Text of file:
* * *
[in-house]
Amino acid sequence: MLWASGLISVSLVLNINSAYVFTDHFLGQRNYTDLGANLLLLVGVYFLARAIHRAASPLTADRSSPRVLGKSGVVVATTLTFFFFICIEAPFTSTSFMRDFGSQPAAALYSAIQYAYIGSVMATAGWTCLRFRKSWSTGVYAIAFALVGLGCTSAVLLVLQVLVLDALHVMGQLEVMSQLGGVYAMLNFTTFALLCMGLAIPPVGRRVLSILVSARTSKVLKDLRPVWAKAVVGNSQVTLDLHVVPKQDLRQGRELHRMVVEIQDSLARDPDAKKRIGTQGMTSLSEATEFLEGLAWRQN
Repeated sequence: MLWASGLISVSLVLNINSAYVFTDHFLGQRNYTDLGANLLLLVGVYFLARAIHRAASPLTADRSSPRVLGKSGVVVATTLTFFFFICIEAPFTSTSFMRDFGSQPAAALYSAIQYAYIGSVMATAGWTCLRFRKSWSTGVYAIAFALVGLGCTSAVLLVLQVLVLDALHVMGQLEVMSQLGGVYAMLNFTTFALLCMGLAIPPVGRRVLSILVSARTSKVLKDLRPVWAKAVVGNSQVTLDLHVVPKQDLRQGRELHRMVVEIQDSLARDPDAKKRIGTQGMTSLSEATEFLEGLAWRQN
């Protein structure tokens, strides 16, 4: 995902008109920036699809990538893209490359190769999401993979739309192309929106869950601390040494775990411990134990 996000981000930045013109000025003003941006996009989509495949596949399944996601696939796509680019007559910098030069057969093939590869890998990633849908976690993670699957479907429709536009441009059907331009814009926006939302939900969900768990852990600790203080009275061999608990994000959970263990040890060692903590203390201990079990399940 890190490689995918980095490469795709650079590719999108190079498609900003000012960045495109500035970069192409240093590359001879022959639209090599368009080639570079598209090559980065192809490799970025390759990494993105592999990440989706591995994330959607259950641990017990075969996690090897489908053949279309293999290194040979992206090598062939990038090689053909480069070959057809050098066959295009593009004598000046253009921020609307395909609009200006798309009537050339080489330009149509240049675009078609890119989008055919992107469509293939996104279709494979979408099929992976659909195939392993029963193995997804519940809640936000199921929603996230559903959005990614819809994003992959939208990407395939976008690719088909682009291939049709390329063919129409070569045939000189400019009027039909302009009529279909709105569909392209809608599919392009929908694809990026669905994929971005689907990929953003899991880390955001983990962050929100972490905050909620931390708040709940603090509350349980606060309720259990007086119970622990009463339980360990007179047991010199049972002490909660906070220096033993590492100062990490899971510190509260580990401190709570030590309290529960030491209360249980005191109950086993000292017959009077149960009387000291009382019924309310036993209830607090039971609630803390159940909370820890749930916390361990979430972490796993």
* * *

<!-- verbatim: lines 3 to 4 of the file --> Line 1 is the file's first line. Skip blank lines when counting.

Repeated sequence: MLWASGLISVSLVLNINSAYVFTDHFLGQRNYTDLGANLLLLVGVYFLARAIHRAASPLTADRSSPRVLGKSGVVVATTLTFFFFICIEAPFTSTSFMRDFGSQPAAALYSAIQYAYIGSVMATAGWTCLRFRKSWSTGVYAIAFALVGLGCTSAVLLVLQVLVLDALHVMGQLEVMSQLGGVYAMLNFTTFALLCMGLAIPPVGRRVLSILVSARTSKVLKDLRPVWAKAVVGNSQVTLDLHVVPKQDLRQGRELHRMVVEIQDSLARDPDAKKRIGTQGMTSLSEATEFLEGLAWRQN
């Protein structure tokens, strides 16, 4: 995902008109920036699809990538893209490359190769999401993979739309192309929106869950601390040494775990411990134990 996000981000930045013109000025003003941006996009989509495949596949399944996601696939796509680019007559910098030069057969093939590869890998990633849908976690993670699957479907429709536009441009059907331009814009926006939302939900969900768990852990600790203080009275061999608990994000959970263990040890060692903590203390201990079990399940 890190490689995918980095490469795709650079590719999108190079498609900003000012960045495109500035970069192409240093590359001879022959639209090599368009080639570079598209090559980065192809490799970025390759990494993105592999990440989706591995994330959607259950641990017990075969996690090897489908053949279309293999290194040979992206090598062939990038090689053909480069070959057809050098066959295009593009004598000046253009921020609307395909609009200006798309009537050339080489330009149509240049675009078609890119989008055919992107469509293939996104279709494979979408099929992976659909195939392993029963193995997804519940809640936000199921929603996230559903959005990614819809994003992959939208990407395939976008690719088909682009291939049709390329063919129409070569045939000189400019009027039909302009009529279909709105569909392209809608599919392009929908694809990026669905994929971005689907990929953003899991880390955001983990962050929100972490905050909620931390708040709940603090509350349980606060309720259990007086119970622990009463339980360990007179047991010199049972002490909660906070220096033993590492100062990490899971510190509260580990401190709570030590309290529960030491209360249980005191109950086993000292017959009077149960009387000291009382019924309310036993209830607090039971609630803390159940909370820890749930916390361990979430972490796993």